Islamic finance in the Middle East: more women wanted
The Middle East is lagging behind other major centres for Islamic finance when it comes to employing female executives and scholars, which is discouraging women from entering the sector lower down the ranks.
Malaysia, one of the world's largest Islamic finance centres, is setting the pace when it comes to appointing women scholars and executives, according to Bloomberg, with six female members of its 35-strong Shariah Advisory Board. The Middle East has yet to catch up.
"The Middle East is not as progressive as Malaysia when it comes to women's place in the workforce, and this is reflected in the low number of female executives and scholars in the Islamic finance sector," argues Professor Rodney Wilson, of Durham University's Centre for Middle East and Islamic studies.
The largest centre for Islamic finance in the Gulf is Saudi Arabia, which is threatening to overtake Malaysia as the largest issuer of sukuks this year, and it is the most restrictive of the GCC states when it comes to women in the workforce.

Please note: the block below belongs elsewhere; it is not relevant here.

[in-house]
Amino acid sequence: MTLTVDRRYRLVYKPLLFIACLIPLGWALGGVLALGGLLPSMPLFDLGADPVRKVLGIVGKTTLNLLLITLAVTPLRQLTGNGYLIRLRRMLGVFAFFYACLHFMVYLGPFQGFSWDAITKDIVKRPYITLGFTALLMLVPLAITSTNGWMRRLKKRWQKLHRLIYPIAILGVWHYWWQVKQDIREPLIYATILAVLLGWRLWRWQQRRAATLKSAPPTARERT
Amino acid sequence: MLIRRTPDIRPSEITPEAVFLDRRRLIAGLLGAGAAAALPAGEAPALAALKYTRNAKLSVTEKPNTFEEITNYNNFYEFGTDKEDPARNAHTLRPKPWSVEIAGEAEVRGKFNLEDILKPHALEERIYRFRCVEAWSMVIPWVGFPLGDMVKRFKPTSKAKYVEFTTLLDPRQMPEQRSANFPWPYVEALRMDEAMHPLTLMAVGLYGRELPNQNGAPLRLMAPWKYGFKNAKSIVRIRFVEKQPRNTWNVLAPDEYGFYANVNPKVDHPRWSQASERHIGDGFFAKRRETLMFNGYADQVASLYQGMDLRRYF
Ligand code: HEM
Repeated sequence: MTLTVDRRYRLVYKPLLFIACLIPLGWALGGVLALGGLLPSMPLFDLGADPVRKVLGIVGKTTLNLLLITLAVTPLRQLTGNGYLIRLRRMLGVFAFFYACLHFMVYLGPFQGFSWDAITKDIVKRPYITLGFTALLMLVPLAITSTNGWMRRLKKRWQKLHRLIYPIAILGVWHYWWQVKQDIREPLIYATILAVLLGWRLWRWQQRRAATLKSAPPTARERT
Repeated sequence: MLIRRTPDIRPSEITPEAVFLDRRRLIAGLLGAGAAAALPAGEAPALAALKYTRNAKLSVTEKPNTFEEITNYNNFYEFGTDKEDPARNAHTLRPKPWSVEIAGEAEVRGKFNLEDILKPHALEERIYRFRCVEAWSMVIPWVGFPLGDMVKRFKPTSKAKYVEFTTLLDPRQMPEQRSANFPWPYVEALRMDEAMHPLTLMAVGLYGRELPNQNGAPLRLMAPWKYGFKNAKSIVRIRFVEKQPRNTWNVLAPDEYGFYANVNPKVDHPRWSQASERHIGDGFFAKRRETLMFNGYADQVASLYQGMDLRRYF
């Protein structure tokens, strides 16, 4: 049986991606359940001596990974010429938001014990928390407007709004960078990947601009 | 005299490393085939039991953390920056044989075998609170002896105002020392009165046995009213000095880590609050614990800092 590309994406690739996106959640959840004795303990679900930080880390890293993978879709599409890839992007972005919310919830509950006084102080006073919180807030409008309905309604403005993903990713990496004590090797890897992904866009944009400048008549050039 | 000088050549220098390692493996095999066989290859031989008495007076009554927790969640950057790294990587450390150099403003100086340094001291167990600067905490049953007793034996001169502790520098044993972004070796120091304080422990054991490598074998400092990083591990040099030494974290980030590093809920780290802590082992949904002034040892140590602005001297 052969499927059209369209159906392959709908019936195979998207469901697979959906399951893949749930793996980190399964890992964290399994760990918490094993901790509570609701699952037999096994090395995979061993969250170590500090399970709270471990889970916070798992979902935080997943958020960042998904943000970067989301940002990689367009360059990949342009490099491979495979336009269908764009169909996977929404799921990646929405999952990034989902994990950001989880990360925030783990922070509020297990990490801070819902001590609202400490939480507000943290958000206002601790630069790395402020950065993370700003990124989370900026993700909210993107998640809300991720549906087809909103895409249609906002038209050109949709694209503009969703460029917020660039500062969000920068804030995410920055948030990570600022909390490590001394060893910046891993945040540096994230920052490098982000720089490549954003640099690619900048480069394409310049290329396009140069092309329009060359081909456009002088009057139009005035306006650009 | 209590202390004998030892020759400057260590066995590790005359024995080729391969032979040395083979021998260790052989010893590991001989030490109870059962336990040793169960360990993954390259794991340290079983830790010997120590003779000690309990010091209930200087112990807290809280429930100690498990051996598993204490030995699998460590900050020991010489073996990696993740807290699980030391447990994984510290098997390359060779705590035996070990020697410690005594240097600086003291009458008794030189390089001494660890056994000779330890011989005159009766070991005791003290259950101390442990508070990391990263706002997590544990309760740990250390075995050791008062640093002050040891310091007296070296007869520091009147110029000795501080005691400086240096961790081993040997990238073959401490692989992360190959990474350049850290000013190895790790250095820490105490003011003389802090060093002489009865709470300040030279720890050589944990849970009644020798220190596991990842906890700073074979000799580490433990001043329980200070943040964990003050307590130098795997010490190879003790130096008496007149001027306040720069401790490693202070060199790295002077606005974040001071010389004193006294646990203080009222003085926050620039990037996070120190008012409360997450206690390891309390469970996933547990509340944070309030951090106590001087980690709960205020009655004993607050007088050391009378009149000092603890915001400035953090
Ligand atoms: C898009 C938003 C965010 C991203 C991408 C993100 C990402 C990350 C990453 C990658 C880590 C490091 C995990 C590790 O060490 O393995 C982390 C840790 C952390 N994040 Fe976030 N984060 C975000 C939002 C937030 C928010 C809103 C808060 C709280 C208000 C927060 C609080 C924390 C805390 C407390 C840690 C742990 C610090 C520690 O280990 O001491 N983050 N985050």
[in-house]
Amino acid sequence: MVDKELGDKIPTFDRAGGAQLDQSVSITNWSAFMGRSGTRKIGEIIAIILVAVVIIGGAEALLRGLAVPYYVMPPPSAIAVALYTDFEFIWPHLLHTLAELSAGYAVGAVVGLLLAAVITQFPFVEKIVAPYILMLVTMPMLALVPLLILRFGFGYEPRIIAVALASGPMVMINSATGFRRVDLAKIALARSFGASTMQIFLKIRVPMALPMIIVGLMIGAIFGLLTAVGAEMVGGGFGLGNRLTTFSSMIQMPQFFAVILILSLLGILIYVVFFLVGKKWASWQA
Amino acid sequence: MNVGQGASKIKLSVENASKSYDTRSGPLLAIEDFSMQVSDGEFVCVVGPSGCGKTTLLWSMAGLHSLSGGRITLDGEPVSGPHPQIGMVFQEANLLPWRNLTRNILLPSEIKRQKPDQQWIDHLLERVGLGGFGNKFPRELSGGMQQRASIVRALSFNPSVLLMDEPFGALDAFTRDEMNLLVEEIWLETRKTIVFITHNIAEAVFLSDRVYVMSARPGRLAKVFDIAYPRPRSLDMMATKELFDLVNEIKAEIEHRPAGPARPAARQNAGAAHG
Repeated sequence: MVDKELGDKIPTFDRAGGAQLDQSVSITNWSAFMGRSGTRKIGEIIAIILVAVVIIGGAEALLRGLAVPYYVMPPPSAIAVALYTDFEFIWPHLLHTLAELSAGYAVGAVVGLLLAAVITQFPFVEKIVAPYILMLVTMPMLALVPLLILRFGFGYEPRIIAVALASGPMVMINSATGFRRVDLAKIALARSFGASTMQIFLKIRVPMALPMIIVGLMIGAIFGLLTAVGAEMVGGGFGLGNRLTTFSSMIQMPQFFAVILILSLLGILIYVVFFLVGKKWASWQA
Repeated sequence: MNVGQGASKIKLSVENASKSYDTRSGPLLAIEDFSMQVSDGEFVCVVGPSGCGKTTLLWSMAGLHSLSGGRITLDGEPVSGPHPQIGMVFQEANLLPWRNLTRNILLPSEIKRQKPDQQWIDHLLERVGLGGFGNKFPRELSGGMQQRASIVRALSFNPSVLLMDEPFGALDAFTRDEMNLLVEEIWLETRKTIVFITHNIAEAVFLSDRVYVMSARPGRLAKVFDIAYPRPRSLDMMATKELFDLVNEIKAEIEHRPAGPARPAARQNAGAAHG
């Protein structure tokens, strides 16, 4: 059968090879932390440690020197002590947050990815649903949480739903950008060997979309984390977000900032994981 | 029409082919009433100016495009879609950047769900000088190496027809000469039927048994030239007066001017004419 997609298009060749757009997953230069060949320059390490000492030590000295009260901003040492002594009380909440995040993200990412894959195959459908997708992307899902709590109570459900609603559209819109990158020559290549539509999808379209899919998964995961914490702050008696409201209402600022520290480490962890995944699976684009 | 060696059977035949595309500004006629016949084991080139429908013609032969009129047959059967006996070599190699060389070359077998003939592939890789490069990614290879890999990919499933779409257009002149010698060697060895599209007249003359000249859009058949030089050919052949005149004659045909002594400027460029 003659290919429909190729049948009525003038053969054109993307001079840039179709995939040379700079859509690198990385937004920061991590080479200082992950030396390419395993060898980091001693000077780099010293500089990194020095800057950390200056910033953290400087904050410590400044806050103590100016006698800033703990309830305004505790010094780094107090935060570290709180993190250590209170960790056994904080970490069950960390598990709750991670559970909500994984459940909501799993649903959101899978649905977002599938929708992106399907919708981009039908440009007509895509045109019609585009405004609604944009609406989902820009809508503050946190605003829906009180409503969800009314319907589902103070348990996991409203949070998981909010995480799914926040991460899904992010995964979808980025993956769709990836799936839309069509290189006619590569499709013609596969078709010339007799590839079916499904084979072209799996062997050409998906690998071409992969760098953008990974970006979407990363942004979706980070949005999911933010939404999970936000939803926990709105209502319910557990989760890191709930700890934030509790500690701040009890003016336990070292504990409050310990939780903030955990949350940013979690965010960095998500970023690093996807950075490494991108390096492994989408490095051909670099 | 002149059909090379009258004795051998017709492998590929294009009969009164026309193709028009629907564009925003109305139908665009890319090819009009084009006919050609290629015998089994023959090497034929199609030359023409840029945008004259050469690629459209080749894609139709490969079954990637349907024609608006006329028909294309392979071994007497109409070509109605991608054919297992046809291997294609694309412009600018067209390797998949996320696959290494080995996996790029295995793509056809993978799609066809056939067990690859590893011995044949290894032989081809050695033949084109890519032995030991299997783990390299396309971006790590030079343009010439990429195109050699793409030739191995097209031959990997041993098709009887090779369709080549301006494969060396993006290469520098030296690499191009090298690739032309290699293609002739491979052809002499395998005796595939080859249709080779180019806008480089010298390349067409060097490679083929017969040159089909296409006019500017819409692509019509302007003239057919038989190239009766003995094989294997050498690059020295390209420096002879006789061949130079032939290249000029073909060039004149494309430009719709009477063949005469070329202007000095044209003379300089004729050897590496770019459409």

This could be more of a problem in the future. According to the Islamic Financial Services Board, the demand for professionals in the sector has been growing by 20% annually since 2000 and there's been a well-reported skills-shortage in Islamic finance for some time now.
"While there are examples of female in key positions in the Middle East Islamic finance sector, it remains a male-dominated industry," says one senior Islamic banker who declined to be named. "This has had the knock-on effect of discouraging women from entering the sector, and stemming the pipeline of female talent for the future. But as the sector develops I believe this imbalance will begin to change."
One of the exceptions appears to be the comparatively small Islamic investment banking market. Nida Raza, senior vice president at Unicorn Investment Bank in Bahrain, told Bloomberg that more female Westerners are entering the market.
This "may lead to a rise in women in the Islamic finance industry," she said.
Often they come from a conventional background - Raza previously worked at JP Morgan in London, for instance.
"In the investment banking and capital markets functions, the shortage of talent with specific Islamic experience has meant many institutions have recruited from the conventional sector, where an understanding of the commercial principles has been gained," adds the Islamic finance banker. "This has meant that there are more women working in this area, and could mean more female leaders going forward."